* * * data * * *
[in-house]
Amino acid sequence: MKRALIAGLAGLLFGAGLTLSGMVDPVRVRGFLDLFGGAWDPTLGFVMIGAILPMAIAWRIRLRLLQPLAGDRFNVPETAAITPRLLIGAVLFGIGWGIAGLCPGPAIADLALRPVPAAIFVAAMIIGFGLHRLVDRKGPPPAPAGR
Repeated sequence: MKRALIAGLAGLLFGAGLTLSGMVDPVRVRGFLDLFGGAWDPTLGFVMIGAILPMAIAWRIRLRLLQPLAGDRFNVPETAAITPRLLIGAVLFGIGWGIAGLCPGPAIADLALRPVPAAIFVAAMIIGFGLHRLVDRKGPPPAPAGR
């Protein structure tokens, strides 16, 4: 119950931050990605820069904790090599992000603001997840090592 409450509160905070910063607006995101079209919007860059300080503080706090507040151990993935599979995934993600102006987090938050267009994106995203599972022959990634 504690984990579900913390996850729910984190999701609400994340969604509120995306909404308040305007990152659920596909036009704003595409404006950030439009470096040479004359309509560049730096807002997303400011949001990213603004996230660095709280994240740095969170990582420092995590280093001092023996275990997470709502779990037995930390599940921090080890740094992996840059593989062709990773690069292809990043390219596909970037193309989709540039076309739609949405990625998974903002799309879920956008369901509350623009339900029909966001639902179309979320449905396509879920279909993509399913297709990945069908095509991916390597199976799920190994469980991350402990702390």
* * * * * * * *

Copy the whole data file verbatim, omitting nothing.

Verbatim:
[in-house]
Amino acid sequence: MKRALIAGLAGLLFGAGLTLSGMVDPVRVRGFLDLFGGAWDPTLGFVMIGAILPMAIAWRIRLRLLQPLAGDRFNVPETAAITPRLLIGAVLFGIGWGIAGLCPGPAIADLALRPVPAAIFVAAMIIGFGLHRLVDRKGPPPAPAGR
Repeated sequence: MKRALIAGLAGLLFGAGLTLSGMVDPVRVRGFLDLFGGAWDPTLGFVMIGAILPMAIAWRIRLRLLQPLAGDRFNVPETAAITPRLLIGAVLFGIGWGIAGLCPGPAIADLALRPVPAAIFVAAMIIGFGLHRLVDRKGPPPAPAGR
């Protein structure tokens, strides 16, 4: 119950931050990605820069904790090599992000603001997840090592 409450509160905070910063607006995101079209919007860059300080503080706090507040151990993935599979995934993600102006987090938050267009994106995203599972022959990634 504690984990579900913390996850729910984190999701609400994340969604509120995306909404308040305007990152659920596909036009704003595409404006950030439009470096040479004359309509560049730096807002997303400011949001990213603004996230660095709280994240740095969170990582420092995590280093001092023996275990997470709502779990037995930390599940921090080890740094992996840059593989062709990773690069292809990043390219596909970037193309989709540039076309739609949405990625998974903002799309879920956008369901509350623009339900029909966001639902179309979320449905396509879920279909993509399913297709990945069908095509991916390597199976799920190994469980991350402990702390």